ANAHEIM, Calif. --
The city of Anaheim adopted the 13th Marine Expeditionary Unit in a formal adoption ceremony here March 29. The ceremony included a performance by the 3rd Marine Aircraft Wing Band and pass and review conducted by the Fighting 13th.
Prior to the parade, Col. David Coffman, the 13th MEU commanding officer and Anaheim Mayor Curt Pringle gave speeches to the Marines of the 13th MEU and citizens of Anaheim.
“The significance of this event is that we establish a relationship with a city that will be long standing,” explained Sgt. Maj. Enrique X. Hines, the 13th MEU sergeant major. “The residents of Anaheim have Marines they can call their own.”
According to Hines, the adoption makes the city part of the 13th MEU’s extended family and provides a mutual support network between the unit and the city.
“I feel with our successful ceremony we will become even closer,” Hines explained.
Caroline Walters, a member of the adoption committee and Anaheim citizen, could not say enough about the Marines of the 13th MEU. Walters was present to watch the Marines march on the small parade field outside of city hall.
“The people in the MEU I have met so far have made us so proud,” Walters said.
Thirteenth MEU Marines attended the Young Men’s Christians Association Good Friday prayer breakfast in Anaheim on March 21. 13th MEU Marines received a standing ovation during their introduction to the community, according to Walters.
“When that happened I felt like a den mother,” she said. “I felt so connected to the Marines with the MEU.”
Walters is no stranger to the Marine Corps herself. Her son is currently deployed in support of Operation Iraqi Freedom operating in the city of Ramadi.
She feels her outlook is shared with the other members of the Anaheim community.
“I have not yet met a person who was not thrilled about the adoption,” she said.
The Marines with the 13th MEU also showed optimism in the future relationship with the city of Anaheim.
“Our MEU serves as the heart and soul of the Marine Corps,” said Lance Cpl. Sopo U. Toilolo, an administrative clerk with the 13th MEU. “It’s important when we deploy to have the support of our community to motivate us.”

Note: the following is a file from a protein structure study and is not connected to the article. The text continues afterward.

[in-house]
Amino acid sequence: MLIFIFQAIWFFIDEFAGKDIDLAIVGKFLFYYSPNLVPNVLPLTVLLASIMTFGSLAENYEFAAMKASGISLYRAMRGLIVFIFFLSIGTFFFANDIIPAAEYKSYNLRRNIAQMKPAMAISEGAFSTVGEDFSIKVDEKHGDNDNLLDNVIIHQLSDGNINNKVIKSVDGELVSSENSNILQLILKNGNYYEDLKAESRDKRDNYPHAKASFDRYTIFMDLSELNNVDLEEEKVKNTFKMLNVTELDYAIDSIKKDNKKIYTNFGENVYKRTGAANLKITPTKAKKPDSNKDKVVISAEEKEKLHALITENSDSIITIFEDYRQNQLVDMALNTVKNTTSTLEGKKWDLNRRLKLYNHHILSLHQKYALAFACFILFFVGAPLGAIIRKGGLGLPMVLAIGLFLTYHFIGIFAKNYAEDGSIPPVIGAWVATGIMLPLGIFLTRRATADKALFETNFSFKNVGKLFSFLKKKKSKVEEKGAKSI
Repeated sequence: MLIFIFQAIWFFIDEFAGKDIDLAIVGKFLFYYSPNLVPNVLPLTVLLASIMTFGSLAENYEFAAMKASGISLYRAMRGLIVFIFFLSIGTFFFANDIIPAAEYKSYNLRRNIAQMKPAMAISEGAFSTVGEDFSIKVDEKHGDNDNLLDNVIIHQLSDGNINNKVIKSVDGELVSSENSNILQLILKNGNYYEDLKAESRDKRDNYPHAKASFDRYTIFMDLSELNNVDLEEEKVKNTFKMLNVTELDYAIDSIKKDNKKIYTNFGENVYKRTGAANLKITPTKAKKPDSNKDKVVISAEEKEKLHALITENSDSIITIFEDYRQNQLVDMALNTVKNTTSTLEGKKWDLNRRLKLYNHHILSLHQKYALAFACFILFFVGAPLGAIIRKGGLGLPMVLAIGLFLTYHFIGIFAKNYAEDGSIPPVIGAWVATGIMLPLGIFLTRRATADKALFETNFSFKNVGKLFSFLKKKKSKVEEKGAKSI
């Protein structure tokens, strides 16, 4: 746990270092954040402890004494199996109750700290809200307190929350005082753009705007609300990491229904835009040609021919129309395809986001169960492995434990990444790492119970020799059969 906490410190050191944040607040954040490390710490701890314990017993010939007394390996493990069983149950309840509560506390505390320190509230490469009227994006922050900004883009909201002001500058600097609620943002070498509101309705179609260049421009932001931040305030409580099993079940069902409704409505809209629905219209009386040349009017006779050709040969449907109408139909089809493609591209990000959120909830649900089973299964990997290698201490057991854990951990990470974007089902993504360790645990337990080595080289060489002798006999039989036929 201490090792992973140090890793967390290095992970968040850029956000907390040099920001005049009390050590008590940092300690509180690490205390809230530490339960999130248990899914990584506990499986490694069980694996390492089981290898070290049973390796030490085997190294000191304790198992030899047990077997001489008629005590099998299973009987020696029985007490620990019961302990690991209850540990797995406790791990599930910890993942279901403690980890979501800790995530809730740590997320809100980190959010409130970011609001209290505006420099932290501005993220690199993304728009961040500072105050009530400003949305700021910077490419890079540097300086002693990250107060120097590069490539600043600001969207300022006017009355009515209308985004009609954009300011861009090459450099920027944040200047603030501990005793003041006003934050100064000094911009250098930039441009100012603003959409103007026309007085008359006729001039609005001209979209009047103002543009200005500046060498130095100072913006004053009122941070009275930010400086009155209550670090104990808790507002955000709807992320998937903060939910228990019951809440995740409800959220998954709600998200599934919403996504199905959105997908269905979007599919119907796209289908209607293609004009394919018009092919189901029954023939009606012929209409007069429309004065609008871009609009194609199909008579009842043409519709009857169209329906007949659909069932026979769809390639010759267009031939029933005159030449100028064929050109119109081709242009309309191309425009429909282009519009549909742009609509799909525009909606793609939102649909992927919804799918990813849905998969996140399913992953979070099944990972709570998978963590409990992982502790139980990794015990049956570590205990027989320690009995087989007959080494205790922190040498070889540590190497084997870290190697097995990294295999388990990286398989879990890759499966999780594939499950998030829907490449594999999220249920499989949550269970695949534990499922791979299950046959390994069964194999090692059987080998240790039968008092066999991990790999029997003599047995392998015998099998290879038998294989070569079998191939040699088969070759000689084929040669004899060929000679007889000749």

It also gives the citizens a chance to truly understand the values of the Marine Corps and what it is the Marines do, Toilolo continued.
Hines added by illuminating how the ceremony helped explain what the Marine Corps is.
“I think the ceremony demonstrates that there are real faces behind the uniform,” Hines said. “Marines are moms, dads, sisters and brothers and most of all young men and women with an awesome amount of responsibility and a sense of pride that's unparalleled.”
Hines said members of the community complimented on both the professionalism and courtesy of the Marines at the ceremony. As a former drill instructor, he feels it’s one of the most important things instilled in Marines from day one.
“I received many comments that praised the Marines as polite and disciplined. This was an honor to hear, because the one goal of the Marines Corps is not just to make warriors and win wars, but to make great citizens of our Marines,” he said.
Following the ceremony Marines were treated to a locally catered meal and raffle, featuring gifts from local Anaheim businesses, including Angels baseball, Disneyland, the Anaheim Marriott, Bubba Gump Shrimp Company restaurant, and the Embassy Suites.
Citizens lined up to purchase 13th MEU t-shirts and coins so they could proudly wear the logo of the Fighting 13th. Shirts were also purchased to outfit a local little league baseball team with new uniforms. A team fittingly named, “The Leathernecks.”
The city’s adoption demonstrates why the U.S. Marine Corps is considered by many to be the world’s most elite -- fighting sons and daughters with not only the best equipment and training but, most importantly, its citizen’s support.